Until a few years ago, I was not a newspaper reader or a news watcher. I always had a great aversion to horror movies and could never watch any movie at the cinema that had violence which, definitely, limited the choice of movie. To me, news watching was a similar thing. It’s not that I didn’t care about the world. I cared very much, however, my focus was naturally on the interior world rather than the exterior one; the world of thoughts, emotions, and spirit. I found it relatively easy to read the thoughts and intentions of other people. The thought patterns of humans are very similar, for good and bad. Once we understand one person (ourselves), it is not difficult to understand other people. The energy people put into those different thought patterns does, of course, vary greatly thus the diversity of people.
One would assume dancing is a highly exterior activity as it is all about the body. One of my dance teachers would sometimes ask me how I thought something looked. I would generally reply, “I can’t tell.” I couldn’t seem to be able to tell what something looked like, as an objective observer, despite the many mirrors in a dance studio. That teacher thought I was not in my body enough – which was true. He told me that one of his teachers, Ruud Vermeij, had his own distinct way of recommending to his students how to put themselves squarely into their dancing bodies, “Tell your mind to shut the f*** up!”
Spiritual students have a tendency, over time, to have less of a sense of their separate identity, particularly, as a physical entity. From a spiritual perspective, this is something we value. It means the egoic sense is lessening its hold on us. It means we are a little less driven by the normal egoic tendencies than we were at the beginning of our spiritual dedication. It means we can be trusted a little more to not turn everything into, it’s all about me. It means we can forgive more quickly because there is less of an identity to hold onto resentments. It means we are a little more receptive to instructions from above which is what our initial goal was so many years ago. However, we also need to function in our bodies and in the world.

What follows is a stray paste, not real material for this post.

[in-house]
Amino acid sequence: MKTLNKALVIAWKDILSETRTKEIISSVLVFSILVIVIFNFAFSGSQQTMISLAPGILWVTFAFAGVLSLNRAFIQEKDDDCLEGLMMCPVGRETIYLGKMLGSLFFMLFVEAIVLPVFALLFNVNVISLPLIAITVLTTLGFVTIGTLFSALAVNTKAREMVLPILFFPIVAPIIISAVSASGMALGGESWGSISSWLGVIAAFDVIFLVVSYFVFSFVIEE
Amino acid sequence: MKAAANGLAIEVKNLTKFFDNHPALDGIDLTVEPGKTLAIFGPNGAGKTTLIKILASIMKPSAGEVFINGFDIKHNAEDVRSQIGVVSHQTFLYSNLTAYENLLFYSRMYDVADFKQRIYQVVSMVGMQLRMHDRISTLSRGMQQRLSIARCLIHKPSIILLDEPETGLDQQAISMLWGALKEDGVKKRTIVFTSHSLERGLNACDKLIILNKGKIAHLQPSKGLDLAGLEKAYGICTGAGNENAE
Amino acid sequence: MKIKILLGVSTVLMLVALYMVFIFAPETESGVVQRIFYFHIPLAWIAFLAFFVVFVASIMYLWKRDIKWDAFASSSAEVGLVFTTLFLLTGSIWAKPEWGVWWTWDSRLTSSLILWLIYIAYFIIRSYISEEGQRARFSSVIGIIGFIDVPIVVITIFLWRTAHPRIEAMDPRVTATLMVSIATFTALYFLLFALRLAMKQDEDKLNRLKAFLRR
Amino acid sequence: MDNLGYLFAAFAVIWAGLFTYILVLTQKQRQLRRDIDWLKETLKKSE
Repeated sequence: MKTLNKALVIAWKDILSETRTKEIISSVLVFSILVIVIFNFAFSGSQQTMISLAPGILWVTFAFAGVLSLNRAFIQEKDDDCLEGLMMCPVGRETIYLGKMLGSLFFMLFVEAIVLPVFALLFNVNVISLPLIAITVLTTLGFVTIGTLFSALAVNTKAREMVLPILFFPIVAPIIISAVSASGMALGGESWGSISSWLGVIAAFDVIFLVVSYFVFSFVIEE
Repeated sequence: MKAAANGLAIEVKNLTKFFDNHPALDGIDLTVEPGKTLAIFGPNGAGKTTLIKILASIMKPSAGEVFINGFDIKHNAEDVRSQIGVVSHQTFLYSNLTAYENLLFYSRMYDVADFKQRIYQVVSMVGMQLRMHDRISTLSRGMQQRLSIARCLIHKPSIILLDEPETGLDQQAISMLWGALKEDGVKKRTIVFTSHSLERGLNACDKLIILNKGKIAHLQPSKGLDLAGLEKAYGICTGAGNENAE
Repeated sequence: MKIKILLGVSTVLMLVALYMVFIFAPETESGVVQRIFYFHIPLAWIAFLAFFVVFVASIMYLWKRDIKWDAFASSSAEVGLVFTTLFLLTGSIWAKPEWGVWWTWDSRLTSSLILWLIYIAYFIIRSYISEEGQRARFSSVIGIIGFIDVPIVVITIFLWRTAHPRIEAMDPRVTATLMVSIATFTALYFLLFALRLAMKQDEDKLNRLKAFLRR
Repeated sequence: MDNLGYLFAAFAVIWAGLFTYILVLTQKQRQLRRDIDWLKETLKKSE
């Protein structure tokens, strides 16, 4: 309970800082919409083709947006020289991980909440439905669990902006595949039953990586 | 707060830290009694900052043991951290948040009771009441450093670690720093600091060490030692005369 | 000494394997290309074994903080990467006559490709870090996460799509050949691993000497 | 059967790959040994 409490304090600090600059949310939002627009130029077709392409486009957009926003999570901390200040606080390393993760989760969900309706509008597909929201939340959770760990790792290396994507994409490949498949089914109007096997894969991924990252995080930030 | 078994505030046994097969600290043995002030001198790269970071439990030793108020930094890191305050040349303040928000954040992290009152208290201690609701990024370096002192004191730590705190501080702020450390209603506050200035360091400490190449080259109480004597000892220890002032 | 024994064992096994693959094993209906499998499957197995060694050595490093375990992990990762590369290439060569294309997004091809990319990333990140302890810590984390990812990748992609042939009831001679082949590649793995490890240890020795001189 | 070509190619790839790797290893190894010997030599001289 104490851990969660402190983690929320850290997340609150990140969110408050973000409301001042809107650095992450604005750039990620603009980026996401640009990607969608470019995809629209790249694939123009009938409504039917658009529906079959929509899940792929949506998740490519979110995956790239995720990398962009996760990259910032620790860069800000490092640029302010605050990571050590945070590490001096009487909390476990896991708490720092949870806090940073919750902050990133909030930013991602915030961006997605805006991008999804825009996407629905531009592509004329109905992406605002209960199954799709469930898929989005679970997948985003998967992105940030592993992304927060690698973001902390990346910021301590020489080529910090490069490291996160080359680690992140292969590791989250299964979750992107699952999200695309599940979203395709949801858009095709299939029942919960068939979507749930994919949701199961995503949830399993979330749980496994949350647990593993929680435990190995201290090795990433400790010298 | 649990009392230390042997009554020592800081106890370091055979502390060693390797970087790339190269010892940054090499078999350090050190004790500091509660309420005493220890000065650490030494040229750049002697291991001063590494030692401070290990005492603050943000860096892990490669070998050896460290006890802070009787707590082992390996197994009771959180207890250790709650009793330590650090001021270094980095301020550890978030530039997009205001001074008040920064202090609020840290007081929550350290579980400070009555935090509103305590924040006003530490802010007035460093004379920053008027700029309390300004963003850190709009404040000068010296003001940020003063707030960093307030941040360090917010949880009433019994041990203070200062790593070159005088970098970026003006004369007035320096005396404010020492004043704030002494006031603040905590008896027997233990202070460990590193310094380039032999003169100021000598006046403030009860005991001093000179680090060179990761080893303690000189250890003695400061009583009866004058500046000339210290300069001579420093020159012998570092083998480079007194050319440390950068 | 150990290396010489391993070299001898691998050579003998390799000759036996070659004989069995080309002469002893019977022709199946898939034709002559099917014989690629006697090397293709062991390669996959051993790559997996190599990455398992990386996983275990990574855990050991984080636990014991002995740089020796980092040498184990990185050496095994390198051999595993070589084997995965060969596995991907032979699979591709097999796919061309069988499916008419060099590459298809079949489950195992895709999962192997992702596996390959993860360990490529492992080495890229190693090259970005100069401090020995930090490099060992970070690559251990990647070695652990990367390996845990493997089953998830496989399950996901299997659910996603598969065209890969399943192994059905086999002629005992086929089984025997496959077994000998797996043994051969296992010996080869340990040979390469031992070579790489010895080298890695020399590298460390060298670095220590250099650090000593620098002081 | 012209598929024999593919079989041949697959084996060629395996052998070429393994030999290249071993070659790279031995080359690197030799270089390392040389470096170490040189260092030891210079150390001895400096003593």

For the seeker of Truth, the spiritual dimension, over the years, becomes a very strong reality. In order to strengthen the physical dimension so that it remains vital and workable, many spiritual seekers develop concrete and physical interests and habits which reinforce this life and its necessary accompaniments, i.e. the body. Dancing can easily become one of them. Of course, yoga is a natural fit as, in its correct form, it relates to all levels of the being. If we would like to contribute to the world in a spiritual way, we need to stay grounded, intelligent, and connected with the physical world.
These days, I watch the news and read the papers. Amongst the suffering, there are also wonderful things. People are all the same. They want to be happy. They enjoy love stories and find them inspiring. Men will defend women and children with their lives. Women will do whatever it takes to nurture and protect their families. People want a better life. They want to learn and be educated. I am inspired by the great, common driving force – the desire for love, in every form. Love gives life meaning in a way nothing else can. If we focus on the interior world which makes us all the same then the exterior world will not seem in such conflict. It will be enlivening not dividing, enriching not impoverishing, uniting not damaging. We won’t need mirrors to tell us what we are or are not. We will know by virtue of what is inside us.
The Silent Dancer
One day, one of my earlier dance teachers said (as if it had only just occurred to him what he had been doing all these years), “At some point in our dancing life, the mind stops thinking. Everything becomes calm and quiet. After years of training, we don’t have to think about it anymore. Then, it becomes easy. I end up in the right place. My partner ends up in the right place. It all works. I guess, for some people that happens in meditation. For me, it happens in dancing.” After a pause, he said quietly, “The silent dancer.”
We stood silently and, I think, were both moved by that same, touching Silence. Silence is the breeding ground of harmonious, perfect action. It is also the soil from which lovingness grows. Without silence, we can neither know ourselves, another, or the depth of anything beautiful. One has to be able to tolerate seeming nothingness in order to hear the silent rhythm. It warms our heart and stretches us into beautiful forms. It is prayer and its velvety smoothness effortlessly embraces us all.